Piracy has enjoyed a surge of attention in recent months, especially this past week as pirates based in Somalia unsuccessfully attempted to capture a US cargo ship, the Maersk Alabama. Three pirates were killed and another is being held in custody while the heroic captain of the vessel, Richard Phillips, is free after a hellish ordeal. Yet pirates still hold over 200 hostages and continue to stage brazen attacks on merchant vessels at an alarming rate.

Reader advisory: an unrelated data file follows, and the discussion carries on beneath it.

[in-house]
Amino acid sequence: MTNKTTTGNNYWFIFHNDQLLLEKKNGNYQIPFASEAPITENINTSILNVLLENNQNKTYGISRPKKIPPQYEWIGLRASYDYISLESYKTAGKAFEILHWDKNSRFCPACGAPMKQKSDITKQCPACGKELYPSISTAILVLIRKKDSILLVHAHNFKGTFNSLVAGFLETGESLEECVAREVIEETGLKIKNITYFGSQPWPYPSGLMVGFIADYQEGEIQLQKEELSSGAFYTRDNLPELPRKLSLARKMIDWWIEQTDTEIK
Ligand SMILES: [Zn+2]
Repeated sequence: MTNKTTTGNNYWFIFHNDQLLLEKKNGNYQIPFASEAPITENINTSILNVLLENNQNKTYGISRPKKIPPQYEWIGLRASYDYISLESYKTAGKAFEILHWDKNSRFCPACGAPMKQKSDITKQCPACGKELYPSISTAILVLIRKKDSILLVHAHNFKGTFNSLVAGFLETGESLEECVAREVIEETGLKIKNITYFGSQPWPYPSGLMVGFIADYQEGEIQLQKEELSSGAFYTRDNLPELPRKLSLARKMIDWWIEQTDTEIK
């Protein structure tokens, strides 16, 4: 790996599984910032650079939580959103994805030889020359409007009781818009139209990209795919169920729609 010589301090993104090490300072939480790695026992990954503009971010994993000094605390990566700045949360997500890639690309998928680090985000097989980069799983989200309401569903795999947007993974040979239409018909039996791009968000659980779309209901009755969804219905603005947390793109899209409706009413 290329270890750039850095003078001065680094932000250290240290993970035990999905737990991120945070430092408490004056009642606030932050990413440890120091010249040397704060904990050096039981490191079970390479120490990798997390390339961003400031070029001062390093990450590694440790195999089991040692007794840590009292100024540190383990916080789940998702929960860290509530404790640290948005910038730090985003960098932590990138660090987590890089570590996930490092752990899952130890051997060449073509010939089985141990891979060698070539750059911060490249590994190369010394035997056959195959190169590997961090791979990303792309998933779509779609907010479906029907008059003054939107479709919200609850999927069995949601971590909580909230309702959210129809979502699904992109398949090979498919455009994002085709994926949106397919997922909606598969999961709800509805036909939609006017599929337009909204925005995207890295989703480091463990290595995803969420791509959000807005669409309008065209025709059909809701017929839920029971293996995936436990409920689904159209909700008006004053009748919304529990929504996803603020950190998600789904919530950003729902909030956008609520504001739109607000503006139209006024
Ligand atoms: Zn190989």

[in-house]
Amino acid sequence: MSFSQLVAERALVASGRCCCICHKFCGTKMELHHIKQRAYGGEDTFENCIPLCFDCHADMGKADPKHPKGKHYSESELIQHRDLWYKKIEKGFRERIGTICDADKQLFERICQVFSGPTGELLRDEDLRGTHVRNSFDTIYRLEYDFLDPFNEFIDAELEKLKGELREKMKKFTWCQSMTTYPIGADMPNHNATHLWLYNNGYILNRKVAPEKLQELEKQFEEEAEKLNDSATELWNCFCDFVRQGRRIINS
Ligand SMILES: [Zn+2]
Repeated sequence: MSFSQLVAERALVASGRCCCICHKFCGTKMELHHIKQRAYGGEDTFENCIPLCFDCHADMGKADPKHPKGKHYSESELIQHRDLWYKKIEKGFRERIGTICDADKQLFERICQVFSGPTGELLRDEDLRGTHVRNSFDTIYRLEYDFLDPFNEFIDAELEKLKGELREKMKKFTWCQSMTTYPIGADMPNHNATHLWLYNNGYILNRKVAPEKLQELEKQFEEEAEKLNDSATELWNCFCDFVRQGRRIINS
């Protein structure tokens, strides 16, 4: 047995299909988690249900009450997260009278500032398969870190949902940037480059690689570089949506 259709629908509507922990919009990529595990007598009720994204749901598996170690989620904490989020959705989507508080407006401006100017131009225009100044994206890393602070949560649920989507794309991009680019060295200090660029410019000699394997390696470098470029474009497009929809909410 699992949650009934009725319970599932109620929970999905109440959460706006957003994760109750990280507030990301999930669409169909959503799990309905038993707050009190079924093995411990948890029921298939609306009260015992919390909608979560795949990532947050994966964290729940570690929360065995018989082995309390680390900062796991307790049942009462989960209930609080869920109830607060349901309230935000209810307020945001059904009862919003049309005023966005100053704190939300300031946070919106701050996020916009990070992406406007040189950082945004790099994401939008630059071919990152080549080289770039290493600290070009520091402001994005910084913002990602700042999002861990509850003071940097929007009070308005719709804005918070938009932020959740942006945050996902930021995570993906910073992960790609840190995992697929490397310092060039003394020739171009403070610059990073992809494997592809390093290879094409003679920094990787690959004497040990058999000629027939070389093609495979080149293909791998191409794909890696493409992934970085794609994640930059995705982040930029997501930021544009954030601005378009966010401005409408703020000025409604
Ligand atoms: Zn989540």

Things were not so different in Cervantes’ time, when piracy was a huge concern for nations with Mediterranean coastlines. Pirates of all nations terrorized coastal villages and took captives for the purpose of raising ransom money. Moreover, piracy was not limited to one region or religion. Cervantes, who was a captive himself in Algiers for years, writes of Christian, Muslim, and renegade pirates who would often claim whatever religion was convenient. The famed Knights of Malta and Francis Drake are two other examples of Christian pirates, reminding us that piracy was perceived as a legitimate activity if undertaken in the service of a sovereign state or military/religious order. Perhaps most fascinating about piracy in Cervantes’ time is that after the expulsion of the moriscos from Spain in 1609 and afterward, Northern Africa became home to thousands of disaffected former Spaniards with an intimate knowledge of the country and its coast, many of whom became pirates. Piracy was a perfectly acceptable source of income for people of all nations and religions.